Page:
Thanks to the audit, we now have some great data and we are hoping teachers and students can create eye-catching infographics to promote our initiative. Infographics are visual representation of data that promote information literacy, a key 21st century skill. That is why all teachers should check out PIKTOCHART, a great place for students to learn how to great infographics.
After a short while your students will be able to do something like this, The Periodic Table of iPhones infographic from scientificamerican.com. This infographic is about the materials it takes to create an iPhone. A PDF version is available for download here.
The key message in this design is obviously a wanring to readers that their iPhones (let’s be honest, this applies to any modern smartphone) are using rare materials that may be hazardous and cause environmental problems when they are mined.
Thanks to Eric Sheninger for tweeting about this great blog post from TeachThought:
20 BYOT Resources By Category
Whether you call it BYOT or BYOD (technology vs device), it’s clear that as people become more attached to their mobile devices and as mobile devices become more customized and an extension of their owners, more schools and employers are permitting and even encouraging students and employees to bring their own devices to work.
Devices may include laptops, tablets, smartphones and more. As a result, many educators are scrambling to get a handle on the issues surrounding the “bring your own device” trend. Resources abound on this topic, and some are offered below.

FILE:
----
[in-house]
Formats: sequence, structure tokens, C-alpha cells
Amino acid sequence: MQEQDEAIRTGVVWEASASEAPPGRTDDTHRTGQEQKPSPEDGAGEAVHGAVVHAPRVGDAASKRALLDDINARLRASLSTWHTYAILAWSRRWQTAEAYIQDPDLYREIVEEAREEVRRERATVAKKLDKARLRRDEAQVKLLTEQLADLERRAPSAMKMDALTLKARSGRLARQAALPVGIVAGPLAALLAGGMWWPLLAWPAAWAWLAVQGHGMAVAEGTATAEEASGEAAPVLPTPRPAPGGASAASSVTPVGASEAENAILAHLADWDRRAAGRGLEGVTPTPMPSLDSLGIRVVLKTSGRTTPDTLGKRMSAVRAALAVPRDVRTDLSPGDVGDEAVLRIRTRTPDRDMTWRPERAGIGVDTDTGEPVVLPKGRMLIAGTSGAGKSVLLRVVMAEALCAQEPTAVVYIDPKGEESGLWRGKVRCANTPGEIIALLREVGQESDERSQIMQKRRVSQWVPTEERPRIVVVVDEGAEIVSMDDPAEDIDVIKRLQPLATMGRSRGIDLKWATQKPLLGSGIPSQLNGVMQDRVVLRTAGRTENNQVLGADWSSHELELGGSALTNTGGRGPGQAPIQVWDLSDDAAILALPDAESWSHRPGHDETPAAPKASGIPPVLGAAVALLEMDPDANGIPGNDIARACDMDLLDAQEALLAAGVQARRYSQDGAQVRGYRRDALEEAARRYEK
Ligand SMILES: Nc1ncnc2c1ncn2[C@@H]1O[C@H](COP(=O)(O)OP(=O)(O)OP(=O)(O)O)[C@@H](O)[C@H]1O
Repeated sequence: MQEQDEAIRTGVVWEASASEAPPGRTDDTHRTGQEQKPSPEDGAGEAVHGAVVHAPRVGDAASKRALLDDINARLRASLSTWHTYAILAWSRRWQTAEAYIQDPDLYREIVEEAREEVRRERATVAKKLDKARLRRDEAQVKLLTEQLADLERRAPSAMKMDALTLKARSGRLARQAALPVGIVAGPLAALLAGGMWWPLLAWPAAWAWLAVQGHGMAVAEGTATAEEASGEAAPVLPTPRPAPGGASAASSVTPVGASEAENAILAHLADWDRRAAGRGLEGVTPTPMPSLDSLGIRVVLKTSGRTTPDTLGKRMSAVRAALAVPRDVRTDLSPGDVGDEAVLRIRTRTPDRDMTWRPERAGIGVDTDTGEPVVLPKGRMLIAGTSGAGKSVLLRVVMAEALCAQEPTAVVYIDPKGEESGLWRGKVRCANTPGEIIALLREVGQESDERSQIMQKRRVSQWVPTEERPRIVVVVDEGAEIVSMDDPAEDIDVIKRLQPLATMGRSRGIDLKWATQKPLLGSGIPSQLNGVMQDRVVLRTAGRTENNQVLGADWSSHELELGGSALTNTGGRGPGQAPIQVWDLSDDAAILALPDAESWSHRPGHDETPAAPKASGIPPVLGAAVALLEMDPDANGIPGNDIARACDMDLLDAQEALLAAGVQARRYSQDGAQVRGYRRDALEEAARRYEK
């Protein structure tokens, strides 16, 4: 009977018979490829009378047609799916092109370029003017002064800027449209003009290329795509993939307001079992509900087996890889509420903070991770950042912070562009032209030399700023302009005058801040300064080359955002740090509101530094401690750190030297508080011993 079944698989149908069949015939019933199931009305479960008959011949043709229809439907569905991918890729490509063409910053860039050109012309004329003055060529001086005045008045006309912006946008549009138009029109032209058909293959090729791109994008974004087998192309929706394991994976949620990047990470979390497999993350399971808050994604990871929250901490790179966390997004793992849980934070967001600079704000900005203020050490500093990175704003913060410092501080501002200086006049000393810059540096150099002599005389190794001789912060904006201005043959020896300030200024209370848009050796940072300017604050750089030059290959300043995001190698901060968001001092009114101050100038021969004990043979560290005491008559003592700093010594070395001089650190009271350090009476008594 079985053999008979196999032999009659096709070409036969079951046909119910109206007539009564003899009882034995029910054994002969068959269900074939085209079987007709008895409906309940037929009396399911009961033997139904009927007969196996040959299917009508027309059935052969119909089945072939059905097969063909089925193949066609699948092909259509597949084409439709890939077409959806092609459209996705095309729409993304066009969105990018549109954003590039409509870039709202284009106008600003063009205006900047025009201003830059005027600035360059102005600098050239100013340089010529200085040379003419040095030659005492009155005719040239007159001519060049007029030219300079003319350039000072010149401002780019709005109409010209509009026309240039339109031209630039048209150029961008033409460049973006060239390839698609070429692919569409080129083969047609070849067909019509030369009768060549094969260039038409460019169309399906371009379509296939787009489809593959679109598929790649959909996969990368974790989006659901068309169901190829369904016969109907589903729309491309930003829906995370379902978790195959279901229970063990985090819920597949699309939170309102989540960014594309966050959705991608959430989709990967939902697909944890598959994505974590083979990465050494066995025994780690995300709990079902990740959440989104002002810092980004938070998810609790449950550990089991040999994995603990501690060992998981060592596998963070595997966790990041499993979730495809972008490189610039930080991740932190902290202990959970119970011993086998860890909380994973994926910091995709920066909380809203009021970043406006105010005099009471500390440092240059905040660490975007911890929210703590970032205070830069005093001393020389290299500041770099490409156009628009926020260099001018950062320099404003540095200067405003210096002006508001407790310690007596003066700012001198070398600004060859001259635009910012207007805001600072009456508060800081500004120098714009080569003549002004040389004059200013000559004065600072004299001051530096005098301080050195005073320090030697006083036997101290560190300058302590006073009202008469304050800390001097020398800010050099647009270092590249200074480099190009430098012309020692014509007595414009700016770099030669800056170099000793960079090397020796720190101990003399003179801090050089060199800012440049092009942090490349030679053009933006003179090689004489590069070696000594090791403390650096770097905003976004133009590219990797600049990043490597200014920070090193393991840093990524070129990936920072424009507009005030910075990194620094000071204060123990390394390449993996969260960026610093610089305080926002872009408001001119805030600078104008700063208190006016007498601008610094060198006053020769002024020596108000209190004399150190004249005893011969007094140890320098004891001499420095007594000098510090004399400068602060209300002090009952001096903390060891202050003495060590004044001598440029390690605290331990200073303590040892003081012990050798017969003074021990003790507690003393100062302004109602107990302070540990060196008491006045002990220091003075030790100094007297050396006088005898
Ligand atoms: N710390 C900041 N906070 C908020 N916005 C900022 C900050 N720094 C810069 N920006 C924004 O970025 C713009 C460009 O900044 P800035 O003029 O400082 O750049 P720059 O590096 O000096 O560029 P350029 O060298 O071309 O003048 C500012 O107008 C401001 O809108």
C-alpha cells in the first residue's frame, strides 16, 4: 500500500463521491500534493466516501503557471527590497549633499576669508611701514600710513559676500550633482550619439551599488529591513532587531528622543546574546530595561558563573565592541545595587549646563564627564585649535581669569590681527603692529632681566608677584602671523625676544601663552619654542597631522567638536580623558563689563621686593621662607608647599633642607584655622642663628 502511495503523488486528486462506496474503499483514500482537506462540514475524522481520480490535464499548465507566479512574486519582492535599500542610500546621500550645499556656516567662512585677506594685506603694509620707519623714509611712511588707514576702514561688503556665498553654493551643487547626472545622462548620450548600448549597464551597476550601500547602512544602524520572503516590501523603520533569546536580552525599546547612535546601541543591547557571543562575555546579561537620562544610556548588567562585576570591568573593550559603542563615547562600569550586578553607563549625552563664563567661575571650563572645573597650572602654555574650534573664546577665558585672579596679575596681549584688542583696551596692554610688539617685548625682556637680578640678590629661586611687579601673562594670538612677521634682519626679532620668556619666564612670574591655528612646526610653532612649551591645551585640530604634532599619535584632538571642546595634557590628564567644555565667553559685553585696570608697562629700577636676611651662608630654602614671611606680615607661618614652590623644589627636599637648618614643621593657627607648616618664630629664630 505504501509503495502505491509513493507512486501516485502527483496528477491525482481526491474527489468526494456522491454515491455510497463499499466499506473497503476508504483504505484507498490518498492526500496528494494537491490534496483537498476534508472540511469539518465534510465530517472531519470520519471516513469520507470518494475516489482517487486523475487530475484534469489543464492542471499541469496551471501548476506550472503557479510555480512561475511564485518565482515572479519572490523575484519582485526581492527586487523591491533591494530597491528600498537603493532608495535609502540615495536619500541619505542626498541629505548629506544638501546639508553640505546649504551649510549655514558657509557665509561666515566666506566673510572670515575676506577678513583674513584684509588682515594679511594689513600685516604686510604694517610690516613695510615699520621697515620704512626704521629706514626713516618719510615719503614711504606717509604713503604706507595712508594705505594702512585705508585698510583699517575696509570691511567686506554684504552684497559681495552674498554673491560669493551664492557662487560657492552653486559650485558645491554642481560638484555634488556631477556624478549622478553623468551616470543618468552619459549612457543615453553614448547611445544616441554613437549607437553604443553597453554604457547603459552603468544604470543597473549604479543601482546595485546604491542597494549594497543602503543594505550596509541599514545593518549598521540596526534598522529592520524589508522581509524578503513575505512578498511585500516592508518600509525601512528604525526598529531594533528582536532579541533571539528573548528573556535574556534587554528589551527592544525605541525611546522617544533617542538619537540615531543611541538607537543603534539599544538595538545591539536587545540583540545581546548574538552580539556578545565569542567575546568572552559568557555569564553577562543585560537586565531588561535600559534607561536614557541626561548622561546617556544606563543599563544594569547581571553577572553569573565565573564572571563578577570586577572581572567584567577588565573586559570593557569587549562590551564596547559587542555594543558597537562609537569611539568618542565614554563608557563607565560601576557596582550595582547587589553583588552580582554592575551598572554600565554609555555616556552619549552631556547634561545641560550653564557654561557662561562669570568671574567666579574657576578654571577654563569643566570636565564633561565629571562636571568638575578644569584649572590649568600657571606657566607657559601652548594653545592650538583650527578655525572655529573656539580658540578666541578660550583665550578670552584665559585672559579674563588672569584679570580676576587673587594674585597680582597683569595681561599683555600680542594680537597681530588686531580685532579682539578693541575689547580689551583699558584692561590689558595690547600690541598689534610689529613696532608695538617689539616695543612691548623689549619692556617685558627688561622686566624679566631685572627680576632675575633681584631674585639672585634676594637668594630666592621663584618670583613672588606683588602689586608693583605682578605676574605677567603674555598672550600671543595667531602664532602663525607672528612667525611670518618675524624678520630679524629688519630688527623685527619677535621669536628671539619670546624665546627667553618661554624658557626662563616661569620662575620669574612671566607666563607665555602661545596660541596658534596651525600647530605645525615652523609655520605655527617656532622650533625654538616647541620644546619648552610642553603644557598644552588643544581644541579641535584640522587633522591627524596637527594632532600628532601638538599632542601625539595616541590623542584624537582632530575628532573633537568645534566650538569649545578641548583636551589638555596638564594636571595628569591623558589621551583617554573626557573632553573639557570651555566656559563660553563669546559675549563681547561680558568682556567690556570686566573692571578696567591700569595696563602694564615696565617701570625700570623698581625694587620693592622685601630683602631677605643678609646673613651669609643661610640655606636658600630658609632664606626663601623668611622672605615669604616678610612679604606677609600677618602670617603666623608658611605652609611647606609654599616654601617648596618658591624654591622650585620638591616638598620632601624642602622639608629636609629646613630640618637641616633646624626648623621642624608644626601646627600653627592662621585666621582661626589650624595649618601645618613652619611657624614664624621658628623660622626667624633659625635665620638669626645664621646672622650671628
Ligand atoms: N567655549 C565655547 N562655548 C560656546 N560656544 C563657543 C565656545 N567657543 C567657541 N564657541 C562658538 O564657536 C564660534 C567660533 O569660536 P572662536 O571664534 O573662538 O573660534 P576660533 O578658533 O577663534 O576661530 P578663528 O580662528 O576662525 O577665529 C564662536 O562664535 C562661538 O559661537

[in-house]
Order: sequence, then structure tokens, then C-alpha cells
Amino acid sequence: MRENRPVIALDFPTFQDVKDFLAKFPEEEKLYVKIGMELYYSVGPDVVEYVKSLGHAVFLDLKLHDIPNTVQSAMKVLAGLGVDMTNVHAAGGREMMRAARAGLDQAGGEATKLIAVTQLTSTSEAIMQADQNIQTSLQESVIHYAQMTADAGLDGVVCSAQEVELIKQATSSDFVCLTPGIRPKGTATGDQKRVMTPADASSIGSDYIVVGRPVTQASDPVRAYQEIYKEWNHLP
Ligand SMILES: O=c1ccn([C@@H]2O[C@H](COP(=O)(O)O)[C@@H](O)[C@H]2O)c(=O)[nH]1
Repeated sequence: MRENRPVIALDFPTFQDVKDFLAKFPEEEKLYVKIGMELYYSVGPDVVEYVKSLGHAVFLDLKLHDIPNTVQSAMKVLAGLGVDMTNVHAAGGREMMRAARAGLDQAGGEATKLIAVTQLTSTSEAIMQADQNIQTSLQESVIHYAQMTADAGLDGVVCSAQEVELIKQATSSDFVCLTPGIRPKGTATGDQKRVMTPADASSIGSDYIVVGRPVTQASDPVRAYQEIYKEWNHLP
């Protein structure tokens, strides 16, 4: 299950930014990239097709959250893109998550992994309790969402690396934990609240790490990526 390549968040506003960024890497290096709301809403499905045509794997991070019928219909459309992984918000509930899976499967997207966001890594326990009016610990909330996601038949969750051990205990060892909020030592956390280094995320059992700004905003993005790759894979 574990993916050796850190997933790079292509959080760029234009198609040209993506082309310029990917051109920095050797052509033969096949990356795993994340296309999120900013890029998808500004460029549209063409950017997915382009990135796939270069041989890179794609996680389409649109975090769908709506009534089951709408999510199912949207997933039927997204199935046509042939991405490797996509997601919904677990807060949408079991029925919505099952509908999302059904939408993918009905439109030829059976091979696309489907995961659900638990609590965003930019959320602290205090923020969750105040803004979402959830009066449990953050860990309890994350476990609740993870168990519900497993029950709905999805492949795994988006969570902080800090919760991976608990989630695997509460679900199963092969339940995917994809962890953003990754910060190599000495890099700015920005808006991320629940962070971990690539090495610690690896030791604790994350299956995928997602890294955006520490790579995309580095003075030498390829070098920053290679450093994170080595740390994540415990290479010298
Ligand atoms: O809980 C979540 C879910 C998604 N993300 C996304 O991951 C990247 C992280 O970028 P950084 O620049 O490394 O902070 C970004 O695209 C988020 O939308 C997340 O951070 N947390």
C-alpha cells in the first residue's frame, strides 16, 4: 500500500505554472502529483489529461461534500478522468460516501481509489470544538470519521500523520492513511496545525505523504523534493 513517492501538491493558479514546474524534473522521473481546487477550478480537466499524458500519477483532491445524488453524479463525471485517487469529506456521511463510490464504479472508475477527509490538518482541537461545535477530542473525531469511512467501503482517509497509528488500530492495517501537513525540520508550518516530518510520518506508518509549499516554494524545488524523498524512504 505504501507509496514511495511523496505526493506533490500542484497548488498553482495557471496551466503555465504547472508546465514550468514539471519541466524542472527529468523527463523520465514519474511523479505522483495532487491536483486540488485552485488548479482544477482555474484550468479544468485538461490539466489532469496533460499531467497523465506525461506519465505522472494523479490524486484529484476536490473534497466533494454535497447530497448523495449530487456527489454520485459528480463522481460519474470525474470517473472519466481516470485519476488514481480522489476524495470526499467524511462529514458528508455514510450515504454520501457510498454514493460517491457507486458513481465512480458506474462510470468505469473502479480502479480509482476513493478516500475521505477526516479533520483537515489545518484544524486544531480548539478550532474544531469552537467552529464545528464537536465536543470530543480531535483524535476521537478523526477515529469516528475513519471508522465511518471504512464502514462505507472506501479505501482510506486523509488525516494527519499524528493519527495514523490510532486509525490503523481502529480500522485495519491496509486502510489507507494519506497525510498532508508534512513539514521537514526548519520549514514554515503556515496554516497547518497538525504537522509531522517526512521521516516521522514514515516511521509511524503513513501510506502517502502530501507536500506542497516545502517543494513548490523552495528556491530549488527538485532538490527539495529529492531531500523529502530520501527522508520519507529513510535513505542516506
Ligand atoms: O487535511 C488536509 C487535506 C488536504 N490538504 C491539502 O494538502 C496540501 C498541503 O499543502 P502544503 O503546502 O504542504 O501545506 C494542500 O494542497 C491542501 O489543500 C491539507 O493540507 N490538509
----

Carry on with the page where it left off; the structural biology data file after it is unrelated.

General Overview, Best Practices
This 16-page white paper, provided by Good Technology, offers dozens of questions to consider for organizations considering a BYOD program along with real best practices case studies.
This in-depth video is 45 minutes long and presented by Val Hetrick, the director of customer success at MaaS360, an enterprise mobility management company.
Presented by SAP, this guidebook offers best practice advice for any organization looking to implement a BYOD program.
This is a video of a presentation given by Greg Kovich, director of strategic accounts for Alcatel-Lucent, to an audience of teachers, administrators and IT directors. He discusses best practices for initiating BYOD in a school district.
PricewaterhouseCoopers offers this white paper on the importance of security strategy in any BYOD program.
This white paper from Cisco discusses the challenges faced by IT departments in BYOD organizations and offers concrete information on how to overcome those challenges.
This information sheet from Apple includes case studies of well known companies along with tips for establishing a policy and optimizing user experience.
Tool Kits, How to Guides, Tips
This comprehensive kit from k12blueprint.com offers downloadable resources including “Getting Started with BYOD,” “Planning and Implementation Framework,” “Mobile Scenarios for K-12,” case studies, a teacher readiness checklist and more.
Public broadcaster KQED offers resources and steps to implementing a BYOD program in an educational setting.